The Curiosity rover touches down on the Martian surface in this artist's rendition.
Several studies over the past decade or so have shown Mars used to be warmer and wetter, but scientists are still trying to pin down the details of the Red Planet’s early history. A new study finds additional evidence that early Mars was wet — really wet — and also that its atmosphere was much thicker than today.
Early Mars would have been saturated, with air density 20 times what it is now, according to Georgia Tech Assistant Professor Josef Dufek.
Currently, the Martian atmosphere is less than 1 percent the density of Earth’s. Liquid water can’t last long, if at all, on the surface (though other studies indicate there is much ice, and perhaps liquid water, beneath the surface).
Dufek is analyzing ancient volcanic eruptions and surface observations by the Mars rover Spirit. His new findings are published by the journal Geophysical Research Letters.
“Atmospheric pressure has likely played a role in developing almost all Mars’ surface features,” he said. “The planet’s climate, the physical state of water on its surface and the potential for life are all influenced by atmospheric conditions.”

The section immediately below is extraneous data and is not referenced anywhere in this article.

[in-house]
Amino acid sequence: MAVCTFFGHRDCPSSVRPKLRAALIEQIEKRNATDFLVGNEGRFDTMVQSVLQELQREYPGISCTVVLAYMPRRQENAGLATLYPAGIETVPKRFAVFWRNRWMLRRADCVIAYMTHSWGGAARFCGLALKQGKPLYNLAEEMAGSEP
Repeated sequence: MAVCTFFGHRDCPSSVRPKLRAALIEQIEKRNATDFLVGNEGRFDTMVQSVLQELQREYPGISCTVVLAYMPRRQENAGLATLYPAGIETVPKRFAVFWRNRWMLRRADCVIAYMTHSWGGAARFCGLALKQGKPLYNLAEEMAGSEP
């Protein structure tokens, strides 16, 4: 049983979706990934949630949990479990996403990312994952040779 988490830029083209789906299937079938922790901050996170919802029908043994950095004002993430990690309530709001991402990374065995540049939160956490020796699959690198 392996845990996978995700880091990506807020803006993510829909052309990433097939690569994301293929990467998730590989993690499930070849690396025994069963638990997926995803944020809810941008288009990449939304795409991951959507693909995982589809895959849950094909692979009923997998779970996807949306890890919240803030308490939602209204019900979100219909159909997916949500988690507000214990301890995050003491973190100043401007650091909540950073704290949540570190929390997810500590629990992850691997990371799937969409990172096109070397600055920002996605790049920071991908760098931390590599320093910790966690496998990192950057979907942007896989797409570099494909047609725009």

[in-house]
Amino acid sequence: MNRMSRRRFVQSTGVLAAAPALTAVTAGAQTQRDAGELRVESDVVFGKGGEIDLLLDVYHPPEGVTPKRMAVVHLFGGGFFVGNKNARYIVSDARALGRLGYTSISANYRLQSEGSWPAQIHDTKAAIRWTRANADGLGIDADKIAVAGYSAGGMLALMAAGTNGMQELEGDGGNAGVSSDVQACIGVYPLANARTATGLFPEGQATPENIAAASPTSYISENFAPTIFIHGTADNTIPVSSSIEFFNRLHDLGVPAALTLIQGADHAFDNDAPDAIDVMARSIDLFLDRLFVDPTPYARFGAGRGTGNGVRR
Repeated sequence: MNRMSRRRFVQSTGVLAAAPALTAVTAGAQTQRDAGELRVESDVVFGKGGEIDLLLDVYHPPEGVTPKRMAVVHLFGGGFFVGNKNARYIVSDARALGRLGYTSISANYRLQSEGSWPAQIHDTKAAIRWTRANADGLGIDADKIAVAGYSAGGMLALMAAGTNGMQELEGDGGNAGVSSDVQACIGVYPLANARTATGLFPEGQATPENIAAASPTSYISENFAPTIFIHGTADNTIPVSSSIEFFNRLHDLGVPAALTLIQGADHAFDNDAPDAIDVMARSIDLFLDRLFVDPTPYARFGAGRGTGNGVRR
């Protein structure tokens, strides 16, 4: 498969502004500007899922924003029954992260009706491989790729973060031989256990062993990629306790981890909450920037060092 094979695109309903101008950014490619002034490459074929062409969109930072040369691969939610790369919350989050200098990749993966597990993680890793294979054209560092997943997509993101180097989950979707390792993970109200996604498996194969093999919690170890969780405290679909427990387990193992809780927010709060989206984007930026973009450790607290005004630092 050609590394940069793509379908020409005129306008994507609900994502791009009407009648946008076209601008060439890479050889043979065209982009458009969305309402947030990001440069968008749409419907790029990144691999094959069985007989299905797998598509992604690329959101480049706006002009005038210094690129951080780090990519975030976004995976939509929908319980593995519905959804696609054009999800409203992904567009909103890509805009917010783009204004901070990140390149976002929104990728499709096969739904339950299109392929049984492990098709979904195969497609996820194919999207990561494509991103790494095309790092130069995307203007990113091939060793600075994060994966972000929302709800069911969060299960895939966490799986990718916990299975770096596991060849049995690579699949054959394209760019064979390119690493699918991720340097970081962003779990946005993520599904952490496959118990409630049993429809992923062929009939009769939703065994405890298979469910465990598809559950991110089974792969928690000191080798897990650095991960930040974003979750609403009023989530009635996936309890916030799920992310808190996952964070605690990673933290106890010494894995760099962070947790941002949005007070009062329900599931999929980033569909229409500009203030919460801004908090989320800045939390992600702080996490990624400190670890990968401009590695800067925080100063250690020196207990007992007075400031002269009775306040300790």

Dufek’s first research tool was a rock fragment propelled into the Martian atmosphere during a volcanic eruption roughly 3.5 billion years ago. The deposit landed in the volcanic sediment, created a divot (or bomb sag), eventually solidified and remains in the same location today. Dufek’s next tool was the Mars rover. In 2007, Spirit landed at that site, known as Home Plate, and took a closer look at the imbedded fragment. Dufek and his collaborators at the University of California-Berkeley received enough data to determine the size, depth and shape of the bomb sag.
Dufek and his team then went to the lab to create bomb sags of their own. They created beds of sand using grains the same size as those observed by Spirit. The team propelled particles of varying materials (glass, rock and steel) at different speeds into dry, damp and saturated sand beds before comparing the divots with the bomb sag on Mars. No matter the type of particle, the saturated beds consistently produced impact craters similar in shape to the Martian bomb sag.
By varying the propulsion speeds, Dufek’s team also determined that the lab particles must hit the sand at a speed of less than 40 meters per second to create similar penetration depths. In order for something to move through Mars’ atmosphere at that peak velocity, the pressure would have to be a minimum of 20 times more dense than current conditions, which suggests that early Mars must have had a thicker atmosphere.
“Our study is consistent with growing research that early Mars was at least a transiently watery world with a much denser atmosphere than we see today,” said Dufek. “We were only able to study one bomb sag at one location on the Red Planet. We hope to do future tests on other samples based on observations by the next rover, Curiosity.”
Curiosity is scheduled to land on Mars in early August.